02 Aug 2023

Do you know the dangers of dust?

workers gloved hands releasing dust

Dust can be a problem in almost any industry, but do you know the true dangers of dust and the devasting effects it can cause?

The HSE recently launched a ‘Dust kills’ campaign and HSE inspectors have been visiting construction sites nationwide with a specific focus on dust control. 500 construction workers are killed by dust this each year. They have now moved on to the manufacturing industry, where the use of materials containing silica, can cause serious health implications.

It is not just the obvious industries such as the construction industry, that can be affected by dust. It is hard to completely prevent dust as we create it in most everyday environments. However, controlling excessive amounts of dust is imperative to protect health and comply with the Control of Substances Hazardous to Health Regulations 2022 (COSHH).

Dangers of dust

There are two types of dust:

  1. Nuisance
  2. Hazardous

Nuisance dust

Nuisance dust is exactly what it says on the tin. It can be a nuisance in large quantities. It can make breathing difficult, can cause irritation to skin causing skin ulcers and dermatitis and eye irritation including visual disturbances. It can be the reason for a very uncomfortable working environment, so needs to be controlled.

Hazardous dust can be extremely dangerous and can cause fatal and debilitating illnesses, impacting quality of life. All the below health risks, have been linked to extended exposure to dust.

Breathing issues

Common products such as grain, flour and wood can cause respiratory issues such as asthma, COPD and pneumonia.

Cancer and heart disease

Increased incidents of lung cancer, skin cancer and heart disease has been linked to long periods of certain dust exposure


This is a serious lung disease caused by the exposure to silica dust, please see further information from IOSH on silica dust below

What do health and safety professionals need to know about silica dust? – No Time To Lose.

Silica dust can be found in sand and stone, which is used to make pottery, glass, concrete, bricks and more. The control of Silica dust is extremely important, please see further advice from HSE here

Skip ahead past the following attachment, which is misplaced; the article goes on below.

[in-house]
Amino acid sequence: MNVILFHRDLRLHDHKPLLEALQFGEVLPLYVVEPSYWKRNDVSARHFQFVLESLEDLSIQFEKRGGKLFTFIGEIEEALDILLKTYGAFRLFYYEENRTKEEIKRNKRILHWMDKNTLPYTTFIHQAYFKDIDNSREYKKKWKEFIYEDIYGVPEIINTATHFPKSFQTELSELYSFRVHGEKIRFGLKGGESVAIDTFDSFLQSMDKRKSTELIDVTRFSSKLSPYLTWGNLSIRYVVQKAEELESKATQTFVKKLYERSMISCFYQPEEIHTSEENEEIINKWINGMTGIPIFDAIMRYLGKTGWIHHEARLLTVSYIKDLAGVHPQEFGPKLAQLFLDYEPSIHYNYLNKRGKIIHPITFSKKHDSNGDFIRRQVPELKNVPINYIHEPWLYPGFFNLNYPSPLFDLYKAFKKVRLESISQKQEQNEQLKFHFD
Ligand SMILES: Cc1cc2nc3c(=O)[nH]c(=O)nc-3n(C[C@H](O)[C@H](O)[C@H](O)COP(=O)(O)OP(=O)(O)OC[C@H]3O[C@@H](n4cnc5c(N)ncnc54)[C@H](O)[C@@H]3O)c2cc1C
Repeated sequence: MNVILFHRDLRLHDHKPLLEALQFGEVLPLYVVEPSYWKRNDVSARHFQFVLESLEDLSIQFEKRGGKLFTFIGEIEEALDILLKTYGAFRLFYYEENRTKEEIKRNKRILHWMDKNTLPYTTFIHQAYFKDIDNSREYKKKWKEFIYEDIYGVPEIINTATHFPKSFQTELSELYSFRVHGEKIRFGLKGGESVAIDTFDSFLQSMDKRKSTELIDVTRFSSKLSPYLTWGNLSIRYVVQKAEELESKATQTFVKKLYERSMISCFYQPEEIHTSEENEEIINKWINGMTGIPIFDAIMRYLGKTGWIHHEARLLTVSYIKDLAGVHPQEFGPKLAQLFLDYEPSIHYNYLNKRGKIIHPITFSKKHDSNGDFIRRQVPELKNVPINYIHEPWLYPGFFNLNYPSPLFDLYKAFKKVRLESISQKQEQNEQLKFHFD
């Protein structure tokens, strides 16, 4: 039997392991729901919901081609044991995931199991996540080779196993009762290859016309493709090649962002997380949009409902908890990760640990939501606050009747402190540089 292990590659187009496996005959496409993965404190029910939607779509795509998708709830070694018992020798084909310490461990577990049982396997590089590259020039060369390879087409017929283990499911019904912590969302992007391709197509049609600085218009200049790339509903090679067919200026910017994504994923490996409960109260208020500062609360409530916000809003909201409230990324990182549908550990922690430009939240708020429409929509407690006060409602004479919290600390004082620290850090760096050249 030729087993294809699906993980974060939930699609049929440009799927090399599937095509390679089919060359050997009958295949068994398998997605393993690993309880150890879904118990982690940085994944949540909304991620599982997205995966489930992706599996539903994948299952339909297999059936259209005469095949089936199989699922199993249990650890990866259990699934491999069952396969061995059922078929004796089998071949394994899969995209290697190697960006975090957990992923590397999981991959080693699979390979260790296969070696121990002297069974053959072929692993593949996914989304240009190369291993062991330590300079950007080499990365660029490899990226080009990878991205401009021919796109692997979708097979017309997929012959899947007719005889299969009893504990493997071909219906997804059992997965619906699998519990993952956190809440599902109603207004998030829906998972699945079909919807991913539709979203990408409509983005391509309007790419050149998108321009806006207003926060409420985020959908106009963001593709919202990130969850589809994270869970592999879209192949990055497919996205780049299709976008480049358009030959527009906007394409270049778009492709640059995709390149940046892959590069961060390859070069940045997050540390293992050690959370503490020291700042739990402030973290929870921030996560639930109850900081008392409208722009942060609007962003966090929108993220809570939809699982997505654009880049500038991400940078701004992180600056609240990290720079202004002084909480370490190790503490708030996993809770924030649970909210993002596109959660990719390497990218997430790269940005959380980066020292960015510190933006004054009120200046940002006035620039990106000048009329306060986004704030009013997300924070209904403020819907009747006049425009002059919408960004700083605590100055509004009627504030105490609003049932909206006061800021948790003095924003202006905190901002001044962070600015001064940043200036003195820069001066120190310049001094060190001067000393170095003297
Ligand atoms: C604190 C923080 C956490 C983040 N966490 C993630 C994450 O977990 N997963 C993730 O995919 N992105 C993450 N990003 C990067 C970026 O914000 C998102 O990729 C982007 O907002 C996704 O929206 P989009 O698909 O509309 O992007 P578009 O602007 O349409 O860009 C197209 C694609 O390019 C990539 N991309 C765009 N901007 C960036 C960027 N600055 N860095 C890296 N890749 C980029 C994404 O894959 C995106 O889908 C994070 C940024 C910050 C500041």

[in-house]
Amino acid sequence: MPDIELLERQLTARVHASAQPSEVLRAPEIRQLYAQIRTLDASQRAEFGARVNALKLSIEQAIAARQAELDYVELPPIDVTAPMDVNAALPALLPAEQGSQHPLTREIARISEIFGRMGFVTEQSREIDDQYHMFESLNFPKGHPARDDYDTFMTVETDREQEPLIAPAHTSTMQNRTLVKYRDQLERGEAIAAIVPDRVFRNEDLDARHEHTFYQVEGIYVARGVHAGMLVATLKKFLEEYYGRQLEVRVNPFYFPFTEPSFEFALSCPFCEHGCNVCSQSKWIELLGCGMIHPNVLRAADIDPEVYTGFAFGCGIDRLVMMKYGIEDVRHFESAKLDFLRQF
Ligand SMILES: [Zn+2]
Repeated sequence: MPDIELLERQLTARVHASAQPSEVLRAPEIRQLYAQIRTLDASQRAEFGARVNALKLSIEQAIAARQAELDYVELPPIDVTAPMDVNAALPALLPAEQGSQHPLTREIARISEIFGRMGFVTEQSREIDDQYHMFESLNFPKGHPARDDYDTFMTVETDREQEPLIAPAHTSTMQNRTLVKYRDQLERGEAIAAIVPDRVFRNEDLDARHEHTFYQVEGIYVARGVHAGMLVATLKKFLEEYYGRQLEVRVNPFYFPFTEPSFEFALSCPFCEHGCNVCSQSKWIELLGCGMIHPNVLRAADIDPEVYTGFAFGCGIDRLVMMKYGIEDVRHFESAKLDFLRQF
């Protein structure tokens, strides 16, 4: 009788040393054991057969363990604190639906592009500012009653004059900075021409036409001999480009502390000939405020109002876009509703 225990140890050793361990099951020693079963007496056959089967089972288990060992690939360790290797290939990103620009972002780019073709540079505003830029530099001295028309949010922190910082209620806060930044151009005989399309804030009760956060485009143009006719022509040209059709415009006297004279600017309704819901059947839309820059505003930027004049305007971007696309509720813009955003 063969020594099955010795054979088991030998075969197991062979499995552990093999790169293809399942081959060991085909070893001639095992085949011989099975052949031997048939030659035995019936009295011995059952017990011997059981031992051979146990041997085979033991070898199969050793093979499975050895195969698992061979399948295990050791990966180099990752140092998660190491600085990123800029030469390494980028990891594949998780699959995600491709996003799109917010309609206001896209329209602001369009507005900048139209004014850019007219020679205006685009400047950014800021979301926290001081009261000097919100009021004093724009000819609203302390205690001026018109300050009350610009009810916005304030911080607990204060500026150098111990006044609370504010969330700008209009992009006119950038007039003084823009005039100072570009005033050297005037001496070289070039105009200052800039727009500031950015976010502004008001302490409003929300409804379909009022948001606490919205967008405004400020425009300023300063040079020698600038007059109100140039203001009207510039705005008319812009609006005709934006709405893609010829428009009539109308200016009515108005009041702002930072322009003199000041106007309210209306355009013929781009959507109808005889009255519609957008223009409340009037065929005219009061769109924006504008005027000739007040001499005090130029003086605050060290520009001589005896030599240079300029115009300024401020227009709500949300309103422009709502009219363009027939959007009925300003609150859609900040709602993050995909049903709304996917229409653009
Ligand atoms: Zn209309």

Control of exposure to silica dust : A guide for employees (hse.gov.uk)

Dust can also cause…


Dust can build up if not cleaned regularly and can cause a hazard, particularly if any other chemicals are also on the ground. Dust in the air can also make visibility harder which will increase the likelihood of accidents.

Fire Hazards

Dust can also be a fire hazard, particularly dust from plastic, metal, wood and baking materials such as flour and grain.

Productivity issues

Dust can affect sensors on machinery which prevents them from working correctly which increases downtime and reduces efficiency.


You have a legal duty to prevent or adequately control exposure to dust. You must ensure that your working environment is safe and meet standards for dust in the workplace. In the UK the HSE can insist on improvement plans and prosecute if they feel health is at risk.

What you can do to reduce the dangers of dust

Risk assessments

The first thing an organisation must consider is a risk assessment. A risk assessment needs to be carried out by a competent person as this will identify the type of dust being created in your workplace, identify particularly hazardous areas of dust and assess the exposure that could cause the risk of health to employees. If you need help with a risk assessment, visit Health & Safety Consultants Bromsgrove, Worcestershire (sentinelsafety.co.uk)

Recommendations to eliminate dust would be made.  If this is not possible then control measures would be put in place to maintain clean air, reduce dust and keep everyone safe.

Implementation of new operational changes could be made such as changing the raw material or reduction in operational procedures such as receiving pre-cut materials. It is important to control the dust at source before it becomes airborne. Fine dust particles can be suspended for many hours before they accumulate in an area that might not be the direct source. Extraction machinery, sealed enclosure units for working or introduce regular ‘damping down’ procedures can all help with this.

Dust monitoring surveys may also be introduced, which is extremely useful to see the comparison before and after implementations.

Protective Equipment

PPE may be sufficient with face mask and eyewear, but for high-risk environments RPE Respiratory protective equipment (RPE) (hse.gov.uk) may be necessary to remove contaminants from the air or provide a supply of quality air from an independent source.


Anyone in contact with dust should be given the correct training to ensure safe working practices are carried out. From having their PPE correctly fitted and ensuring it is mandatory, to training on the correct cleaning techniques that are required. Also ensuring equipment is regularly maintained and tested and regular health checks carried out and any changes are reported immediately to line managers.

Check you know the risks in your industry and have the correct preventative procedures in place to eliminate dust or if this is not possible reduce the risk of exposure wherever possible. Ensure that you are keeping everyone safe and complying with the law. If you need any hands-on practical help that can improve your safety levels in the workplace, please feel free to email info@sentinelsafety.co.uk or call us on 01527 833834, we’re happy to help.

Sign up here for our latest news and tips and advice

Sign Up